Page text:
Court Curbs Age Limits on Public Safety Workers
The Supreme Court, reaffirming the barriers against age discrimination, eased the way Monday for older workers to stay in demanding jobs involving public safety beyond traditional retirement dates.
The justices, ruling in two cases, barred employers from invoking safety reasons as a broad justification for mandatory retirement before age 70 without clear proof that older employees are a danger to the public.
The court held unanimously that the city of Baltimore could not force its firefighters to retire at age 55, despite federal regulations requiring retirement at 55 for most government firefighters.
Ruling on Flight Engineers
In another case, the court by a vote of 8 to 0 upheld a ruling that Western Airlines had improperly forced flight engineers to retire at age 60, the age at which commercial pilots--but not flight engineers--must retire under federal regulations.
Many employers already have relaxed retirement rules in the wake of sweeping federal legislation. Under the Age Discrimination in Employment Act, most workers may stay on the job at least until age 70. Some cities have eased their rules to allow firefighters, policemen and other public safety officers to stay on the job until 65 or longer--in the case of Los Angeles, beyond 70, if the employees pass fitness tests.
But countless municipalities still maintain earlier mandatory retirement, based largely on concern that older workers in physically demanding jobs present additional risk to the public. Legislation has been introduced in Congress to specifically exempt state and local firefighters and police officers from provisions of the age discrimination act.
The court’s rulings do not necessarily prevent employers from imposing mandatory retirement in public safety jobs. But, to do so, they will have to show that age-based mandatory retirement is “reasonably necessary” to protect public safety--and show that “all or substantially all” older workers are unfit for those jobs or that it is “impossible or highly impractical” to test for fitness on an individual basis.
Justice John Paul Stevens, writing for the court in the airlines case, cited studies indicating that physical ability is not necessarily dependent on age. “Many older American workers perform at levels equal or superior to their younger colleagues,” Stevens observed.
Exception to Law Cited
In the firefighters’ case (Johnson vs. Mayor of Baltimore, 84-518), Justice Thurgood Marshall, writing for the court, rejected the city’s contention that its age limit was a “bona fide occupational qualification” under an exception provided in the age discrimination act.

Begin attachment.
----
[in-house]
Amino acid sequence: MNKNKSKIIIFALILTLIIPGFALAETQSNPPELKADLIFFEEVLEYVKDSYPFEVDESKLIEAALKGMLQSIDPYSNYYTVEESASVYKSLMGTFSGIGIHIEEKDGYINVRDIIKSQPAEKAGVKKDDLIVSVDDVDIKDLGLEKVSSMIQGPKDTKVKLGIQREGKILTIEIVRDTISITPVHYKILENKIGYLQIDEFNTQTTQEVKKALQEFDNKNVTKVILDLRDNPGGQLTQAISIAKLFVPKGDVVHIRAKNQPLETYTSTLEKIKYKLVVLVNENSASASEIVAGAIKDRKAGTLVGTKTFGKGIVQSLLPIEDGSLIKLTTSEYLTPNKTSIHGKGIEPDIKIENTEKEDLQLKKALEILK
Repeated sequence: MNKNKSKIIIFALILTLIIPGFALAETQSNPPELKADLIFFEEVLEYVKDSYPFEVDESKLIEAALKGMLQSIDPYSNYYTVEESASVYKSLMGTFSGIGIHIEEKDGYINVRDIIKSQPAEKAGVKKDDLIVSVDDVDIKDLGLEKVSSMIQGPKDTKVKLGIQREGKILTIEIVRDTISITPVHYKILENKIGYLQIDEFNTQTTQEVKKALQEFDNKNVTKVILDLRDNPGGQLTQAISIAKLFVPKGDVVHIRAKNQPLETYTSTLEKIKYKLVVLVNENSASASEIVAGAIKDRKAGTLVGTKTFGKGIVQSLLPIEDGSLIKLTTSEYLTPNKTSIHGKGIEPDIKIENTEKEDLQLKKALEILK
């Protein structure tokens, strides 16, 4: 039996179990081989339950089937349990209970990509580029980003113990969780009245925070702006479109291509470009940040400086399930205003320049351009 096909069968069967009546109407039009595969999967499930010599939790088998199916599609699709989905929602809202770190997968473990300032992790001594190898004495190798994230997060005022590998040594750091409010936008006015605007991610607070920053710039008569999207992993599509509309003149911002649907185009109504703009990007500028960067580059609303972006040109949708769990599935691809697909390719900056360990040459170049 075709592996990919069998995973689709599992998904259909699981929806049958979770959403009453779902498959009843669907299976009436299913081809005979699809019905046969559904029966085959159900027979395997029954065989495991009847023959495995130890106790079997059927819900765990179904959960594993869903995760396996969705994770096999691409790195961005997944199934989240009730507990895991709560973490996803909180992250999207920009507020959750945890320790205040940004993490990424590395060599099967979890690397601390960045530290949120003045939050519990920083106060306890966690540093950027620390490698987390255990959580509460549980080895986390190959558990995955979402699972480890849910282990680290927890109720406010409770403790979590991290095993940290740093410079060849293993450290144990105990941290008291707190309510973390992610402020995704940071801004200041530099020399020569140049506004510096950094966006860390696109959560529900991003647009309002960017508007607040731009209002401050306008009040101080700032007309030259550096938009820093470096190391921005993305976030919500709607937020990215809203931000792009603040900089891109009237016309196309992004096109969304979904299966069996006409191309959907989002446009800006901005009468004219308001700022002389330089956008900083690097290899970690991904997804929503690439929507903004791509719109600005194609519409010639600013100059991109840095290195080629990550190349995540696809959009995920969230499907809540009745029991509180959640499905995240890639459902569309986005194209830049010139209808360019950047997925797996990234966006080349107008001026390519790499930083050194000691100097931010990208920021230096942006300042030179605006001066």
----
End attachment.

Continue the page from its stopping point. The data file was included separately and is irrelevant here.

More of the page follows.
The city had tried to justify its policy by pointing to federal civil service statutes requiring most federal firefighters and law enforcement officers to quit at 55. There is no age limit for most other federal workers.
But Marshall concluded that federal policy was “not relevant” in this case--and that, in any event, Congress had never specifically found that such workers were unfit after age 55. The court could not automatically conclude that Congress intended to permit such policies by states and cities, he said.
Jury Verdict Upheld
In the airlines case (Western Airlines vs. Criswell, 83-1545), the court affirmed a ruling by a federal appeals court in San Francisco upholding a jury verdict rejecting Western Airlines’ contention that its age limit on flight engineers was justified for safety reasons.
Stevens refused to accept the airline’s position that it was entitled to mandate earlier retirement when experts disagreed about the ability of older workers in demanding jobs. Such a rule would require juries always to defer to the employer’s expert witness over contrary testimony, he said. He noted also that some airlines permit flight engineers to stay on after age 60. Justice Lewis F. Powell Jr. did not participate.
In other action, the court:
--Upheld, by a 4-4 vote, a ruling that prevented Nebraska authorities from requiring a photograph on the driver’s license of Frances J. Quaring, who, for religious reasons, opposes all “graven images.” Quaring, a member of the Pentecostal church, forbids television, photos and paintings in her home and obliterates illustrations on food packages with a black marking pen.
The court’s action sets no legal precedent. It was the eighth time this term--the most in recent history--that the court has divided equally on a case it agreed to hear. Powell, who was recovering from surgery when the case was argued, did not participate (Jensen vs. Quaring, 83-1944).
--Ruled 7 to 2 that undercover police officers do not need to obtain a search warrant to purchase allegedly obscene material. Justice Sandra Day O’Connor, writing for the majority, said that an officer’s entering a bookstore and examining material openly for sale to the public did not infringe on a store owner’s expectation of privacy (Maryland vs. Macon, 84-778).